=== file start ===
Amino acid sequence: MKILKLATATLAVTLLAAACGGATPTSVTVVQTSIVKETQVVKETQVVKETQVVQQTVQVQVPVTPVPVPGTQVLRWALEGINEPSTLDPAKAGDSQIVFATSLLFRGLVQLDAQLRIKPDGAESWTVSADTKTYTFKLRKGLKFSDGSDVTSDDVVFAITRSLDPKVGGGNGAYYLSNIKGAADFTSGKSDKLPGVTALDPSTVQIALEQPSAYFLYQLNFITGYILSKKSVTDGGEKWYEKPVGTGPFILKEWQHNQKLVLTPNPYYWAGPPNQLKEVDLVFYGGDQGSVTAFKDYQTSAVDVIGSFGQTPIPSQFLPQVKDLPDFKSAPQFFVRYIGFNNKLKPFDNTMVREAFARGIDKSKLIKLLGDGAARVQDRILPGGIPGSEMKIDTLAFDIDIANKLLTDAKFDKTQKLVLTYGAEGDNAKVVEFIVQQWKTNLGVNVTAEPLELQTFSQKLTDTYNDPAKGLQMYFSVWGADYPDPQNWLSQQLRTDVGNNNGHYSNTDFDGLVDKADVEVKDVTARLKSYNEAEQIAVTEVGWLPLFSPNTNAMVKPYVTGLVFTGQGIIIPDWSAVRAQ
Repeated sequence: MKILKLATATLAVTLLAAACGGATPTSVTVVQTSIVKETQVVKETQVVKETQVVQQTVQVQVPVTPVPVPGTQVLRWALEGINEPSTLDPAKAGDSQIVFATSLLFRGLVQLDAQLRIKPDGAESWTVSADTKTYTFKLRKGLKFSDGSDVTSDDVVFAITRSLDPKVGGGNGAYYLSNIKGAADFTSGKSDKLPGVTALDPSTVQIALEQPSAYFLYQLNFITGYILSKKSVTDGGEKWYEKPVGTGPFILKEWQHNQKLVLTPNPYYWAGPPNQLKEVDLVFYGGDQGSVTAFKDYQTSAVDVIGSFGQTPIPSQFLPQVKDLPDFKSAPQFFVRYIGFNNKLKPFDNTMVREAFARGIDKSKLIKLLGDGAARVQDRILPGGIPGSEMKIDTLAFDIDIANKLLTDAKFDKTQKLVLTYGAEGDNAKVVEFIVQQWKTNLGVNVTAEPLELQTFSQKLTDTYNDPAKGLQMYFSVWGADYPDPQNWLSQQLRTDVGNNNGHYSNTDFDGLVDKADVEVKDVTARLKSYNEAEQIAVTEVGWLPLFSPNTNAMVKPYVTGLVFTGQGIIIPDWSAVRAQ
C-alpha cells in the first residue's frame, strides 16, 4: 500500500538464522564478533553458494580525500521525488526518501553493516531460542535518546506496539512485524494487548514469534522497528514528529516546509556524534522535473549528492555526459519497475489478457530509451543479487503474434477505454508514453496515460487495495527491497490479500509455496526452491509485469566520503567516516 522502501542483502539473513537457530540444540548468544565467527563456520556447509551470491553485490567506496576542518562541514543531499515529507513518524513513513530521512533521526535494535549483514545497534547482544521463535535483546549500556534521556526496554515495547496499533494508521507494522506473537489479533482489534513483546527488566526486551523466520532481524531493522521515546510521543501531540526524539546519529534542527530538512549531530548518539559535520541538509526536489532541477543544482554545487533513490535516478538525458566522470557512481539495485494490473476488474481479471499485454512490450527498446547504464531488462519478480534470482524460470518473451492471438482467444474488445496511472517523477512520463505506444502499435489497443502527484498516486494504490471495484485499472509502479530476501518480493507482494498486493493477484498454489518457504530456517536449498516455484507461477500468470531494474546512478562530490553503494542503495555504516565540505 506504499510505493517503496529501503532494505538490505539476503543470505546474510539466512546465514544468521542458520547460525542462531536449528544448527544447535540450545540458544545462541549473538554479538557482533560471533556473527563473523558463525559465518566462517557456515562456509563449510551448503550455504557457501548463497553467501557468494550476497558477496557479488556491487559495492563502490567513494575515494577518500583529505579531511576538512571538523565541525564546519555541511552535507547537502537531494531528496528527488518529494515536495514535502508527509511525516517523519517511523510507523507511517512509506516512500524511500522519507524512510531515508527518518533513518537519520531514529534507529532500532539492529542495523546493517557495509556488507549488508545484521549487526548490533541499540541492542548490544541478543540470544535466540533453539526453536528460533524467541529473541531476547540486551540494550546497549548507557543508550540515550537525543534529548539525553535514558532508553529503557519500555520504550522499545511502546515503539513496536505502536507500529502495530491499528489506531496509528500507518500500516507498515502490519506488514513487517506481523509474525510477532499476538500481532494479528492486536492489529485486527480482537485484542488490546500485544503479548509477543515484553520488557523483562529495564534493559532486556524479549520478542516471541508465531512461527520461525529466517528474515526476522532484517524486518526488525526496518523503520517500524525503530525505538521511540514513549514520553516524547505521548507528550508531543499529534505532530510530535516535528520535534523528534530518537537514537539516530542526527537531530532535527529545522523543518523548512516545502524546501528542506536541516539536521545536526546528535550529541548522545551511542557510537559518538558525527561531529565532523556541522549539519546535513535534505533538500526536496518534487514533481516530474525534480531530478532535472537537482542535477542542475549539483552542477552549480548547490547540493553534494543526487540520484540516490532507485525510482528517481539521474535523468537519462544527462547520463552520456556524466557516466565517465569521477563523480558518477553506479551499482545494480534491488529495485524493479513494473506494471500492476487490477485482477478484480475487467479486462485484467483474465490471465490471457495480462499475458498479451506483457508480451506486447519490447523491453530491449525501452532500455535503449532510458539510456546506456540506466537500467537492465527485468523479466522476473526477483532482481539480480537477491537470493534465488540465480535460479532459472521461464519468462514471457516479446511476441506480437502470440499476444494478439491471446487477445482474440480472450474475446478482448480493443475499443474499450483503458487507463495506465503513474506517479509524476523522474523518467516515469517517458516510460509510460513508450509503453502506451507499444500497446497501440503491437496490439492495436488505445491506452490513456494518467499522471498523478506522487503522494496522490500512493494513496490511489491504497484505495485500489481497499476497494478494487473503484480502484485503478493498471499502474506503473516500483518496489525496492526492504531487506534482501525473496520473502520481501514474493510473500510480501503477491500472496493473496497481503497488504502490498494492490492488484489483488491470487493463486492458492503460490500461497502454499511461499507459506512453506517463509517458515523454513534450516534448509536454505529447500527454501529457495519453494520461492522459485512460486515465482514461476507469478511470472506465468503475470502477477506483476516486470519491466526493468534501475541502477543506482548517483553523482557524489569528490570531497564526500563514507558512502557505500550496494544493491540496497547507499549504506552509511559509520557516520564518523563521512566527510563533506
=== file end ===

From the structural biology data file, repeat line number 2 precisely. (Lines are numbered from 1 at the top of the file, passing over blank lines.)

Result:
Repeated sequence: MKILKLATATLAVTLLAAACGGATPTSVTVVQTSIVKETQVVKETQVVKETQVVQQTVQVQVPVTPVPVPGTQVLRWALEGINEPSTLDPAKAGDSQIVFATSLLFRGLVQLDAQLRIKPDGAESWTVSADTKTYTFKLRKGLKFSDGSDVTSDDVVFAITRSLDPKVGGGNGAYYLSNIKGAADFTSGKSDKLPGVTALDPSTVQIALEQPSAYFLYQLNFITGYILSKKSVTDGGEKWYEKPVGTGPFILKEWQHNQKLVLTPNPYYWAGPPNQLKEVDLVFYGGDQGSVTAFKDYQTSAVDVIGSFGQTPIPSQFLPQVKDLPDFKSAPQFFVRYIGFNNKLKPFDNTMVREAFARGIDKSKLIKLLGDGAARVQDRILPGGIPGSEMKIDTLAFDIDIANKLLTDAKFDKTQKLVLTYGAEGDNAKVVEFIVQQWKTNLGVNVTAEPLELQTFSQKLTDTYNDPAKGLQMYFSVWGADYPDPQNWLSQQLRTDVGNNNGHYSNTDFDGLVDKADVEVKDVTARLKSYNEAEQIAVTEVGWLPLFSPNTNAMVKPYVTGLVFTGQGIIIPDWSAVRAQ